Teens May Be Unaware Energy Drinks Contain Caffeine That Can Impair Sleep

MedicalResearch.com Interview with:
Mike C Parent, Ph.D
.
Assistant Professor, Counseling Psychology
Texas Tech University

Medical Research: What is the background for this study? What are the main findings?

Dr. Parent: There is some research out there on energy drinks, and we know a few things about them. For instance, although the drinks are marketed as though they are for extreme sports athletes, most people who drink them are not athletes. It seems as though drinking them makes some men feel as though they are a part of that extreme sports culture, without even needing to participate in the sports, though. The other part was that, clinically, you would be amazed at how many young men present at student counseling centers and university medical centers with “sleep problems.” Then, when you ask them about what they eat and drink during a day, it turns out that some of them are guzzling half a dozen of these drinks a day, or drinking them at night, totally unaware of the extremely high caffeine content. It’s true that energy drinks can help people focus a but better or work out a bit harder–but that’s because the active ingredient is caffeine. In this research, we aimed to marry together those two lines of work–how does wanting to be more masculine impact energy drink use, and what consequences might energy drink use have for something as basic as sleep hygiene?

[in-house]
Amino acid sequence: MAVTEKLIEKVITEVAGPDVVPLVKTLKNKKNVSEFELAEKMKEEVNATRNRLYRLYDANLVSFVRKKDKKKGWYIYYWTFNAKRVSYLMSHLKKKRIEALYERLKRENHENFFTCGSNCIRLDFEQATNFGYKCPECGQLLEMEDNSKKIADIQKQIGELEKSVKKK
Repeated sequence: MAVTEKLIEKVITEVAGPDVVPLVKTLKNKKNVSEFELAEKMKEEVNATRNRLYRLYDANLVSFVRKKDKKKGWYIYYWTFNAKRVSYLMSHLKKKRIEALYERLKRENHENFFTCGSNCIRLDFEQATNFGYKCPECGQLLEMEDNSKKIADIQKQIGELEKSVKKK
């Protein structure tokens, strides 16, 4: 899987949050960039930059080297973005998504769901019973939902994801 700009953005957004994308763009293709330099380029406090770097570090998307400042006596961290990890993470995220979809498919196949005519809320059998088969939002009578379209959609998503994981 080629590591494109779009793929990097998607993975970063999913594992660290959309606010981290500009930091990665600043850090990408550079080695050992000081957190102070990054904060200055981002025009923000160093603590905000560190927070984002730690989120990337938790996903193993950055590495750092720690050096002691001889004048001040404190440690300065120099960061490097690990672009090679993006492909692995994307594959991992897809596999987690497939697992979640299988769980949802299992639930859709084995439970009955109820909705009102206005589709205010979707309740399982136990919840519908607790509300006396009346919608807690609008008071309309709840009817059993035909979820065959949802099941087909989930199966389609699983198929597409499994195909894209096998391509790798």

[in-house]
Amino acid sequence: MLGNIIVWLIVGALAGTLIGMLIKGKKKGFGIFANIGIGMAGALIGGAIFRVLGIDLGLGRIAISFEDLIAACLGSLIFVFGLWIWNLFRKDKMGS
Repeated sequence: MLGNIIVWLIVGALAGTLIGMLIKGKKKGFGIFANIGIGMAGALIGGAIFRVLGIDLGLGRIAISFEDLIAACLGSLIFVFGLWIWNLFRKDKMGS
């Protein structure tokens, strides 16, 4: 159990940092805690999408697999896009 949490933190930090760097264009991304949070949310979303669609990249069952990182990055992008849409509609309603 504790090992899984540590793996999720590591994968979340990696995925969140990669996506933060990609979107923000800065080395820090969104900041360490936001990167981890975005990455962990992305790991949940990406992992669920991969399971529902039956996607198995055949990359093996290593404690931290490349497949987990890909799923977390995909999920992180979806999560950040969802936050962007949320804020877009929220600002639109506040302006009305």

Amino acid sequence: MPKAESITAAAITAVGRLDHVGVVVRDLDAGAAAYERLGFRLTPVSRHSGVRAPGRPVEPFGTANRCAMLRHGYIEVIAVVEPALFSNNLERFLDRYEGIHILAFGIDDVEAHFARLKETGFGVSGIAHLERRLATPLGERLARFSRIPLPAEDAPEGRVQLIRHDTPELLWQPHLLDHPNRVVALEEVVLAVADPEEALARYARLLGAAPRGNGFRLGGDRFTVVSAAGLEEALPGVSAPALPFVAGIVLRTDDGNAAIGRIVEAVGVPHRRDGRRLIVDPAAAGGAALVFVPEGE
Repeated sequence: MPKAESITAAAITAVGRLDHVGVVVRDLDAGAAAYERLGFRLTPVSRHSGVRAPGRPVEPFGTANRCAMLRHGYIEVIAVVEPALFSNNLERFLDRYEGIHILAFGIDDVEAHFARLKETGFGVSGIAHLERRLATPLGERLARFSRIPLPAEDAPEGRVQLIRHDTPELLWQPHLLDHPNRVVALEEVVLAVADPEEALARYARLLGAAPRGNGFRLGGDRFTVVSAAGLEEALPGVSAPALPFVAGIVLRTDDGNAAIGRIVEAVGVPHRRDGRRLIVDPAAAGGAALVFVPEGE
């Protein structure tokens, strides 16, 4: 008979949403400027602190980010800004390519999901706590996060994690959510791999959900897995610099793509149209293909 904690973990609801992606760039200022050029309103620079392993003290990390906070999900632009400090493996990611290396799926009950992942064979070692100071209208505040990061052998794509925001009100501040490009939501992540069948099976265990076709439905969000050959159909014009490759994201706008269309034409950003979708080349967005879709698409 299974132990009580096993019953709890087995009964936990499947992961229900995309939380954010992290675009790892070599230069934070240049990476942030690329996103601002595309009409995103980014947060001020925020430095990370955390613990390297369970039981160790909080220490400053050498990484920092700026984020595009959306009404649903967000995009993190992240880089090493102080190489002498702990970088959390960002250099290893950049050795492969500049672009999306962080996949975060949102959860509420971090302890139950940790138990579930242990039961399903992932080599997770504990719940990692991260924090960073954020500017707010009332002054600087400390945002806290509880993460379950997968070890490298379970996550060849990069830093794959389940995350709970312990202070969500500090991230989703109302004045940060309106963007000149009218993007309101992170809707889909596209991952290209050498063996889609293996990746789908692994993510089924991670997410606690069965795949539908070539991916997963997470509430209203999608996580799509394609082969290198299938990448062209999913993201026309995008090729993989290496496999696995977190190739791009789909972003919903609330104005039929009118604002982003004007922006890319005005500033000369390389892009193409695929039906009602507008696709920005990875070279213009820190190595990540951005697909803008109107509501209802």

Medical Research: What should clinicians and patients take away from your report?

Dr. Parent: -We always ask what substances people use in a first meeting, because this is really important to know from patients and it’s important that patients are honest–unless you’re risking the health of a child or something like that, you won’t get in trouble for telling your health care provider about any substances you use. But many patients might have no idea that things like energy drinks contain caffeine, and that caffeine is a substance that can impact things like sleep. So, providers might be super clear in what they are asking people–it might not be enough to just ask, “what substances do you use” if the patient doesn’t think of caffeine as a substance, or “how much caffeine do you have each day” if the patient thinks you are only asking about coffee.

Medical Research: What recommendations do you have for future research as a result of this study?

Dr. Parent: It will be important to investigate this longitudinally and even experimentally to get a really good idea about causality. This probably works reciprocally– people use energy drinks, then don’t sleep well, then drink more energy drinks the next day to be more alert because they slept so badly, then they sleep badly again.

Citation:
Ronald F. Levant, Mike C. Parent, Eric R. McCurdy, Tyler C. Bradstreet.Moderated mediation of the relationships between masculinity ideology, outcome expectations, and energy drink use.
Health Psychology, 2015; 34 (11): 1100 DOI: 1037/hea0000214

Mike C Parent, Ph.D. (2015). Teens May Be Unaware Energy Drinks Contain Caffeine That Can Impair Sleep